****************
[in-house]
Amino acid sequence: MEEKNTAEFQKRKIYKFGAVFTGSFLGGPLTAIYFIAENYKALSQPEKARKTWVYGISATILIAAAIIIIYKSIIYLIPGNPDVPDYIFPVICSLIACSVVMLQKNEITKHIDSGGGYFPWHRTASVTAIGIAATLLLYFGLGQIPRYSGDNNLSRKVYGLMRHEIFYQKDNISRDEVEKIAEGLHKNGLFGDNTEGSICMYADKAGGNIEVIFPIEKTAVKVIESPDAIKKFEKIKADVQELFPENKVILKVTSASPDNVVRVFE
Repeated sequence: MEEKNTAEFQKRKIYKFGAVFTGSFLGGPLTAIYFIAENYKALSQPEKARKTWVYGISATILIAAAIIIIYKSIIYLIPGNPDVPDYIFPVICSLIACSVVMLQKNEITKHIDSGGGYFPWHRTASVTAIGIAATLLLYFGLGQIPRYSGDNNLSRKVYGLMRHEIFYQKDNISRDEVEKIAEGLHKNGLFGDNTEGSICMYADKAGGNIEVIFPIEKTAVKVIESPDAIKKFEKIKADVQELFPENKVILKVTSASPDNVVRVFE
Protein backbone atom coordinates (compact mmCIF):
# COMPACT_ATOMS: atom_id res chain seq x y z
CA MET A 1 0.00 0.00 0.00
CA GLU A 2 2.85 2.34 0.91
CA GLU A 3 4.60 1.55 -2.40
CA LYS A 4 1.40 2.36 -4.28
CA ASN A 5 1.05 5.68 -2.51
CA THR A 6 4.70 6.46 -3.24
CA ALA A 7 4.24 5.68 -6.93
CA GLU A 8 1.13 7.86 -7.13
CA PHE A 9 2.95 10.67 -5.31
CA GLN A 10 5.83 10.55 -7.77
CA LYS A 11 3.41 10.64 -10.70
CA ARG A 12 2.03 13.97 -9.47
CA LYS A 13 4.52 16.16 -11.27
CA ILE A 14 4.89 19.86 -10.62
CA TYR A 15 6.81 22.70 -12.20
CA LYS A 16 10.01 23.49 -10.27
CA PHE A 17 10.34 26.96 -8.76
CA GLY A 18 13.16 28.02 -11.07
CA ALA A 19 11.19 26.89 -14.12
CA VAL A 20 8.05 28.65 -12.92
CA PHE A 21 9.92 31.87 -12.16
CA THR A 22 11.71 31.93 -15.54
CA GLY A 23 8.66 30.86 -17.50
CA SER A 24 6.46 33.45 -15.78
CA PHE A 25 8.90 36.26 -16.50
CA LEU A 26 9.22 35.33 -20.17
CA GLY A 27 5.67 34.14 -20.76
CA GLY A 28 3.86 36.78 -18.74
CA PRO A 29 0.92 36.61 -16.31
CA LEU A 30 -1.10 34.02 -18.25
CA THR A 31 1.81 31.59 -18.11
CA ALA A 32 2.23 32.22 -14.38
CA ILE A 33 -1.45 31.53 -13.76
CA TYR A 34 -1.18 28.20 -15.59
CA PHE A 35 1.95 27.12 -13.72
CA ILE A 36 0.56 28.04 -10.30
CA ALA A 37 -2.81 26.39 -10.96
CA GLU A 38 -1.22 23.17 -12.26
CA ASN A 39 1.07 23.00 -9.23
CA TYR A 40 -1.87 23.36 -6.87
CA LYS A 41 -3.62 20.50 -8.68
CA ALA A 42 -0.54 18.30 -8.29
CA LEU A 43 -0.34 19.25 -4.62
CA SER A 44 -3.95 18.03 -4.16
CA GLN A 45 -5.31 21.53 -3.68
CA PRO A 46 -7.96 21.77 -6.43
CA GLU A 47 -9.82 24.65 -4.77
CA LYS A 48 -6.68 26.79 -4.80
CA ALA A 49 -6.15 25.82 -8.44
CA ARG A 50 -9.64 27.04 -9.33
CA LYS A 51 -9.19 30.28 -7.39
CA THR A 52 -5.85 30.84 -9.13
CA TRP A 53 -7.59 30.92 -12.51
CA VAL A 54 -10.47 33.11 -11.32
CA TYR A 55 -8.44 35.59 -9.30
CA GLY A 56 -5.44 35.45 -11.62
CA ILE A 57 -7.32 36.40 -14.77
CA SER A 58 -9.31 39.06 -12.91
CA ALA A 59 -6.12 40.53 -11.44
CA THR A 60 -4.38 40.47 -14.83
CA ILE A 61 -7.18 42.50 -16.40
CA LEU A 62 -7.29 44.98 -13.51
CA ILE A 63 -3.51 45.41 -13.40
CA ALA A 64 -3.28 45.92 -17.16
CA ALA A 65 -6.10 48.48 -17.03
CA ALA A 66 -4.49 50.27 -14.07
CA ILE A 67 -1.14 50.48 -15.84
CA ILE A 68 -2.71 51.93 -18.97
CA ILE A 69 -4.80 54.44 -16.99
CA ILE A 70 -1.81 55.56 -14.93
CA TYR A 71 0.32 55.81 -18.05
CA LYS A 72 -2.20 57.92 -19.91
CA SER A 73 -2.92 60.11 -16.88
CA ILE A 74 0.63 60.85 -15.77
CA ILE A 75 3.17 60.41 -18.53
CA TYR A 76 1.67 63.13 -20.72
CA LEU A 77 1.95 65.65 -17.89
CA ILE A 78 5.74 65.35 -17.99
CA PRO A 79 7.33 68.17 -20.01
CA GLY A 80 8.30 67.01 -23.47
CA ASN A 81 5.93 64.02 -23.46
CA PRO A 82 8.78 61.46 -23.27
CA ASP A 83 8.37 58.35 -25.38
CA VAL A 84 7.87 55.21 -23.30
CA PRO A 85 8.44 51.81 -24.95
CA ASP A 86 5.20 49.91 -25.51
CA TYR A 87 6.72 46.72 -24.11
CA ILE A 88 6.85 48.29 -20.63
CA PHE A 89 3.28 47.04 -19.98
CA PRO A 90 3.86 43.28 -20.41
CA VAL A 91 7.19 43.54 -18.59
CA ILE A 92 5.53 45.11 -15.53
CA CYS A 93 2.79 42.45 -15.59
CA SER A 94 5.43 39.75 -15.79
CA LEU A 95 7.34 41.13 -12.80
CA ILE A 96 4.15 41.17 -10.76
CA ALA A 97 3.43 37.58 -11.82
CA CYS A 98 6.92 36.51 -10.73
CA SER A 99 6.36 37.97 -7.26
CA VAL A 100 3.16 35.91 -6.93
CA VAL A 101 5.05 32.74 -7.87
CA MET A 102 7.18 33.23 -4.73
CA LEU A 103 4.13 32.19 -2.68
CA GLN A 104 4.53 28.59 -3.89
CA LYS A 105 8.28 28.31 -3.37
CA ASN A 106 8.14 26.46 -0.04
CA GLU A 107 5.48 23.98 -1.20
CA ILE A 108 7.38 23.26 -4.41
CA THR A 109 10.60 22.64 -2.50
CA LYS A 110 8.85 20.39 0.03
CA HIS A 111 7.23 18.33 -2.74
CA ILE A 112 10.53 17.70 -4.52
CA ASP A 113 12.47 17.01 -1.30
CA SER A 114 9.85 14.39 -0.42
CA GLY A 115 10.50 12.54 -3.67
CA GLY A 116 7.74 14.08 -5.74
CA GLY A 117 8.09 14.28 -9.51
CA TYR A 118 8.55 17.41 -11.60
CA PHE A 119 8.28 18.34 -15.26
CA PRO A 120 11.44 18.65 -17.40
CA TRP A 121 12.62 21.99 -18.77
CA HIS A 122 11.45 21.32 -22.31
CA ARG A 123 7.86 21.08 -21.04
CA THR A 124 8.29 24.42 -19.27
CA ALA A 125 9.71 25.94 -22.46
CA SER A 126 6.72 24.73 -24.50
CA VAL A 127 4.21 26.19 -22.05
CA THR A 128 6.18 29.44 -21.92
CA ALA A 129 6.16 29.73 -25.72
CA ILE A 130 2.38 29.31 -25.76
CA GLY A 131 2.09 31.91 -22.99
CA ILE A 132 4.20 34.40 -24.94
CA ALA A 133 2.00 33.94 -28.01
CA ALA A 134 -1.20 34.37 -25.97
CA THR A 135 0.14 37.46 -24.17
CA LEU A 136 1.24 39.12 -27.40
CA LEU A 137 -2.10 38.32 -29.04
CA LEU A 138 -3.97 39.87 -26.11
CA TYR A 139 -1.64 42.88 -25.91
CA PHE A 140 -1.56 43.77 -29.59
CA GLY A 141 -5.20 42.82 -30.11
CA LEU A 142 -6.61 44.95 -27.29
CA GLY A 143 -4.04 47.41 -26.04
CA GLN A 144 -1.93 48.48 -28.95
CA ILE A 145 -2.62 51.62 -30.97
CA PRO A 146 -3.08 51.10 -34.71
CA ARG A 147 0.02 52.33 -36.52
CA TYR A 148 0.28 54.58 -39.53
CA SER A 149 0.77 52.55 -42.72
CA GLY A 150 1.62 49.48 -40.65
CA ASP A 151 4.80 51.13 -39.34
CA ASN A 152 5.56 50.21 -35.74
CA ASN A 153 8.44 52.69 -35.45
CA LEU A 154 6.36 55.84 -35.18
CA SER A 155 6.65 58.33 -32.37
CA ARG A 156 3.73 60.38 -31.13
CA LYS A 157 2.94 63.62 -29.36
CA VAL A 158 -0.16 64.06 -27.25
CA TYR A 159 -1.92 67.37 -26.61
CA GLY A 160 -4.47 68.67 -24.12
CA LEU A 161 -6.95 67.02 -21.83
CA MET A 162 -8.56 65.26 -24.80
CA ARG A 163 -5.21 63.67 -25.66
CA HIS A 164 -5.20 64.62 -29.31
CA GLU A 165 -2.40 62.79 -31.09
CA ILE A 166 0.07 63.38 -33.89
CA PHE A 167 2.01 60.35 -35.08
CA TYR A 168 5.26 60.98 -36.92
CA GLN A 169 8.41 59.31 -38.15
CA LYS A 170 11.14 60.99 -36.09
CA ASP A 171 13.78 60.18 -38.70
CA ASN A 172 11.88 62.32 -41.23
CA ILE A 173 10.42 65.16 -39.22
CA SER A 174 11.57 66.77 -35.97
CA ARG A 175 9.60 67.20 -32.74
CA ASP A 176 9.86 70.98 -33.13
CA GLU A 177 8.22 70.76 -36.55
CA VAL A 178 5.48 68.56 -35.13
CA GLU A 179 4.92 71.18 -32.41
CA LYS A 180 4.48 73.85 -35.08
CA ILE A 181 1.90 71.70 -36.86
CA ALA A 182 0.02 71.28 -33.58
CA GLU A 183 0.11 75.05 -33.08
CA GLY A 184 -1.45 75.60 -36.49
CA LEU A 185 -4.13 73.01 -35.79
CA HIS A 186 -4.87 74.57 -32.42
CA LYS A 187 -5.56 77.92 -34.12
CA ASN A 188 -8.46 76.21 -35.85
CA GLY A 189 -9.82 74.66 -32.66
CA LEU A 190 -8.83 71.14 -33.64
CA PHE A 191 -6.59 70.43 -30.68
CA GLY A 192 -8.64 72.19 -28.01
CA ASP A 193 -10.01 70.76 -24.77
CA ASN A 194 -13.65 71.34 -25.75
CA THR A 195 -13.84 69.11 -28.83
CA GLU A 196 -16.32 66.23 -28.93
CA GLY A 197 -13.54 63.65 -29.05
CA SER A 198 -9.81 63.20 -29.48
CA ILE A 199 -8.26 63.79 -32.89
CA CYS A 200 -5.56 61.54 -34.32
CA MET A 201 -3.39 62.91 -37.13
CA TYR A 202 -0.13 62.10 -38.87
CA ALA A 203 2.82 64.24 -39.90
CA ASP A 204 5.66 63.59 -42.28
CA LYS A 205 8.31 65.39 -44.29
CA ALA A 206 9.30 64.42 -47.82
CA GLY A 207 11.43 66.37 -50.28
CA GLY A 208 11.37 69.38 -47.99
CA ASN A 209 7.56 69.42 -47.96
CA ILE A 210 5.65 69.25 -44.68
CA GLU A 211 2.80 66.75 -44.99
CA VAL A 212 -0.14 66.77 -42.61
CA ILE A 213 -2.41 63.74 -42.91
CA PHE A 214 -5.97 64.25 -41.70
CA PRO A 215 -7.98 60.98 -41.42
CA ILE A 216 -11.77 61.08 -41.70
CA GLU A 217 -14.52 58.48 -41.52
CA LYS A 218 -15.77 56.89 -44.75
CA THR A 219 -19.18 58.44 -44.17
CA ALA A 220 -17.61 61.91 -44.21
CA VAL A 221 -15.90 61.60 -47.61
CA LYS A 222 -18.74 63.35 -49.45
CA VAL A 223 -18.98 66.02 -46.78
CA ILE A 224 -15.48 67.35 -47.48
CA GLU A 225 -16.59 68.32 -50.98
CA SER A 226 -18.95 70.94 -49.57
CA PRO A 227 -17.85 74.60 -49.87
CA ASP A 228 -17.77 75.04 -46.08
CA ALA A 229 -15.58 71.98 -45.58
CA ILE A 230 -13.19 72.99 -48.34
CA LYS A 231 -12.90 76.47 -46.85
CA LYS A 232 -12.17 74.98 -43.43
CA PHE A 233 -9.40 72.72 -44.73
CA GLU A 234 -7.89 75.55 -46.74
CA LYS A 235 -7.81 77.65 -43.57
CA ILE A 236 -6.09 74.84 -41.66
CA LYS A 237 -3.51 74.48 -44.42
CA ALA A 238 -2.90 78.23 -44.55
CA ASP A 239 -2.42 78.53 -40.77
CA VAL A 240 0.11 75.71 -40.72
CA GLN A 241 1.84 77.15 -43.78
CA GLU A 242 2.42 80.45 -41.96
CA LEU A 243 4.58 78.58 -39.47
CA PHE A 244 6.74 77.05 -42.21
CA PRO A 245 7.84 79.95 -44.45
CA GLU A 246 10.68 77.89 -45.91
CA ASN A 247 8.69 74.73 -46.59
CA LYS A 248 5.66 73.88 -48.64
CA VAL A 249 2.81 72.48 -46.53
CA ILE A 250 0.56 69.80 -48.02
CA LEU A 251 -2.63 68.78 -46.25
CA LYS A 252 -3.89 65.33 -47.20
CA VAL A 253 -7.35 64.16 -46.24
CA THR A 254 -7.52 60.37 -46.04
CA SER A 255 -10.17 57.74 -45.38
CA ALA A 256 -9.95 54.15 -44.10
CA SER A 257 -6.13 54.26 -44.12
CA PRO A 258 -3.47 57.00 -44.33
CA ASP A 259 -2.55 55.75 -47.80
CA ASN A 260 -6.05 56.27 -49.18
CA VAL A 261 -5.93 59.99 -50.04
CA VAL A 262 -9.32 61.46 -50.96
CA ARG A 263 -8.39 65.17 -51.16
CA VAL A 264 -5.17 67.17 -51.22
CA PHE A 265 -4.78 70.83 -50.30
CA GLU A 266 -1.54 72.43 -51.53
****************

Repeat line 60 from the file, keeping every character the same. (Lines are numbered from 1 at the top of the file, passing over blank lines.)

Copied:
CA TYR A 55 -8.44 35.59 -9.30